A Russian-speaking cybercrime group has been targeting dozens of companies, including several federal agencies, in a recent spree. The group, CL0P, is known for using a flaw in the MOVEIt file transfer program to steal data.
Among the victims of CL0P’s attacks are the BBC, Shell, Johns Hopkins Health Systems, British Airways, the state of Illinois, and the departments of motor vehicles of Oregon and Louisiana. The group has also claimed to have stolen data from the Department of Energy, but the agency has not confirmed this.
CL0P appears to have been able to exploit a flaw in MOVEIt that allows them to access files on computers that are using an outdated version of the program. Once they have access to a computer, they can steal files, encrypt them, and then demand a ransom payment in exchange for decrypting the files.
In a statement posted to its website, CL0P warned companies that they should not store sensitive data on computers that are not properly protected. “If you put data on the internet where data is not protect do not blame us,” the group wrote.
The attacks by CL0P have raised concerns about the security of MOVEIt and the vulnerability of organizations that use the program. The Cybersecurity and Infrastructure Security Agency (CISA) has issued an advisory warning organizations about the flaw in MOVEIt and urging them to update to the latest version of the program.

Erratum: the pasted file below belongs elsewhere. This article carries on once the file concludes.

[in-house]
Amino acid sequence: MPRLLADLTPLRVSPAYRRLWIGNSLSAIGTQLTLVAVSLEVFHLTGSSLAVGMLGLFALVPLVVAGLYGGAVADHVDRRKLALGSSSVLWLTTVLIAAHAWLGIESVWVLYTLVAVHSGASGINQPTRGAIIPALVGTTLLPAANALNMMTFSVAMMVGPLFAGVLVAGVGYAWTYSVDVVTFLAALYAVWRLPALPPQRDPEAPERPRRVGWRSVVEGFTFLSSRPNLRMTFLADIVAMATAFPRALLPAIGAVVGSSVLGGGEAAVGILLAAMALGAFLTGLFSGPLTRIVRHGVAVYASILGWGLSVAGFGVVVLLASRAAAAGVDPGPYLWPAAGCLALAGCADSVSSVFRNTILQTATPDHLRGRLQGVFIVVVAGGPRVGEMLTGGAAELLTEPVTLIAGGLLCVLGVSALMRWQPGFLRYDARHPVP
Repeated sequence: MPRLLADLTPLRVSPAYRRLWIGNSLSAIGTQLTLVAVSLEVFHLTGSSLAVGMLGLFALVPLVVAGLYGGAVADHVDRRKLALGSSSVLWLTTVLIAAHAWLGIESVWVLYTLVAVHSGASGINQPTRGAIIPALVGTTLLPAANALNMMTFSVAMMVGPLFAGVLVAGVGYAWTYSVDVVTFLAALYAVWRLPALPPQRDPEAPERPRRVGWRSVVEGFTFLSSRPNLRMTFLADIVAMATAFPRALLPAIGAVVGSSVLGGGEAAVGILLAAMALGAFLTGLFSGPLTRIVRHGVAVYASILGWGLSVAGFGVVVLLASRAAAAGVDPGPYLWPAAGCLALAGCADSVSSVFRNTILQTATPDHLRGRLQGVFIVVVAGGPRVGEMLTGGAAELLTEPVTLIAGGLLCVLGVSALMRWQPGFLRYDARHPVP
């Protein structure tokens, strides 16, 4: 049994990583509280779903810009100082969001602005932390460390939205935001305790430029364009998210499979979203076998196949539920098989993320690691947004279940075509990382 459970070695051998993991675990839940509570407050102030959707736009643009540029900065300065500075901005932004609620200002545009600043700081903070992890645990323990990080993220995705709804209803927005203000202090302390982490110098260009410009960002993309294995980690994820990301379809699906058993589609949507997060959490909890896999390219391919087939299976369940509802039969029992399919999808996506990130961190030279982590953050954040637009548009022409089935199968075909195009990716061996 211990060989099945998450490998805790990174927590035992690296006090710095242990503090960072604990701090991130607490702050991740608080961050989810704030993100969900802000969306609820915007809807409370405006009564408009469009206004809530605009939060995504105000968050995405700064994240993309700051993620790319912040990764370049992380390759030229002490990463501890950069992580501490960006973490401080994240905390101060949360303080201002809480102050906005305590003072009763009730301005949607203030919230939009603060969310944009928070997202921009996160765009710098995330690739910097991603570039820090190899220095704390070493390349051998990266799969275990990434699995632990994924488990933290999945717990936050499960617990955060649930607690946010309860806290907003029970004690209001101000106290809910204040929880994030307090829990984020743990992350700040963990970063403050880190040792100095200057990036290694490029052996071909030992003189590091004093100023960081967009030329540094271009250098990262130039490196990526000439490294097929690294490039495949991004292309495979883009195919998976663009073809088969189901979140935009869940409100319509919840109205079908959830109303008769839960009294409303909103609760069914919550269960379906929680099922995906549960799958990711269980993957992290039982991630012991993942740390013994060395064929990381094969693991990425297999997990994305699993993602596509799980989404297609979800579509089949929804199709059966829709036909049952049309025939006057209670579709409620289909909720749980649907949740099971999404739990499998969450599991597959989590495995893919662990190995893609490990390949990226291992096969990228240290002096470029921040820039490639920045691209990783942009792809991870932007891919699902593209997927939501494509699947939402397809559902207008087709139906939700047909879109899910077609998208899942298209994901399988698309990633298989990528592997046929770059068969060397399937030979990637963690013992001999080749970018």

It is unclear how many organizations have been affected by CL0P’s attacks, but Wendi Whitmore, who leads a team that tracks ransomware groups for the cybersecurity company Palo Alto Networks, told US media that the group had likely stolen files from “at least hundreds, if not more,” of organizations.
The attacks by CL0P are a reminder of the growing threat posed by ransomware groups. These groups are increasingly sophisticated and are targeting a wider range of organizations. Businesses and organizations of all sizes should take steps to protect themselves from ransomware attacks, including updating software, using strong passwords, and backing up data regularly.
Source: NBC News